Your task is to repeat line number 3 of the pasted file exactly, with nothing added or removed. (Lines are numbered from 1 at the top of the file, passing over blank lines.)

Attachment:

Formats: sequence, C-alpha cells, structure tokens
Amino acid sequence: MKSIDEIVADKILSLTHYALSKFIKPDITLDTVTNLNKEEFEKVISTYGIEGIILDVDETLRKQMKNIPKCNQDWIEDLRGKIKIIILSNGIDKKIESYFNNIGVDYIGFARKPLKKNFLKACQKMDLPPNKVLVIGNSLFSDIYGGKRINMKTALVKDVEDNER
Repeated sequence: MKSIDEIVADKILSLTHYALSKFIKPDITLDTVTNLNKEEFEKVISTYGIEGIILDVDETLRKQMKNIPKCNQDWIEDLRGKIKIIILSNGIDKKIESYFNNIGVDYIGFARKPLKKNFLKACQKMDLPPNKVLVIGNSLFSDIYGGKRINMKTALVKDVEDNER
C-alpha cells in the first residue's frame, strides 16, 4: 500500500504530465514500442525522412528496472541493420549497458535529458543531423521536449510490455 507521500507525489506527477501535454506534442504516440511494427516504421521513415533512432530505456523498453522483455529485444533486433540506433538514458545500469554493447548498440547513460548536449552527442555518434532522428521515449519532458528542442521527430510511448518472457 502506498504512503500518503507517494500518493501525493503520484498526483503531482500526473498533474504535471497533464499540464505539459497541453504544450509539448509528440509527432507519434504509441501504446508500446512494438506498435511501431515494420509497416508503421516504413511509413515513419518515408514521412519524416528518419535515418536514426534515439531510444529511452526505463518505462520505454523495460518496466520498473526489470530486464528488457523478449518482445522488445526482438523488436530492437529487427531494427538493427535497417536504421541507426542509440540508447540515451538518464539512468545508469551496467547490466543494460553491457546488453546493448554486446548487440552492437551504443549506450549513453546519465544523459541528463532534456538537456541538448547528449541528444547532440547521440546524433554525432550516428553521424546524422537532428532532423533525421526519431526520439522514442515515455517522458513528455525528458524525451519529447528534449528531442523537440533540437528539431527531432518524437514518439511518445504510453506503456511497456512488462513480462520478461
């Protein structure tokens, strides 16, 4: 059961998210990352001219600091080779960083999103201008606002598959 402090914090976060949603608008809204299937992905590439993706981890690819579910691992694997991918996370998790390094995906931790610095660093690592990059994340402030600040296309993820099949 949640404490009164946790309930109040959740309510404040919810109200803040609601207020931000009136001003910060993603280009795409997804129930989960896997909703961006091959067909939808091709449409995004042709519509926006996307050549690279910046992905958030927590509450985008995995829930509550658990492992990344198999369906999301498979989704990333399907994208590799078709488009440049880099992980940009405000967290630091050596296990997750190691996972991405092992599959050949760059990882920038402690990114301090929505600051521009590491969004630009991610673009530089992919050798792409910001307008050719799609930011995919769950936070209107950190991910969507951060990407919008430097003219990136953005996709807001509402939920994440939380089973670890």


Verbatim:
Repeated sequence: MKSIDEIVADKILSLTHYALSKFIKPDITLDTVTNLNKEEFEKVISTYGIEGIILDVDETLRKQMKNIPKCNQDWIEDLRGKIKIIILSNGIDKKIESYFNNIGVDYIGFARKPLKKNFLKACQKMDLPPNKVLVIGNSLFSDIYGGKRINMKTALVKDVEDNER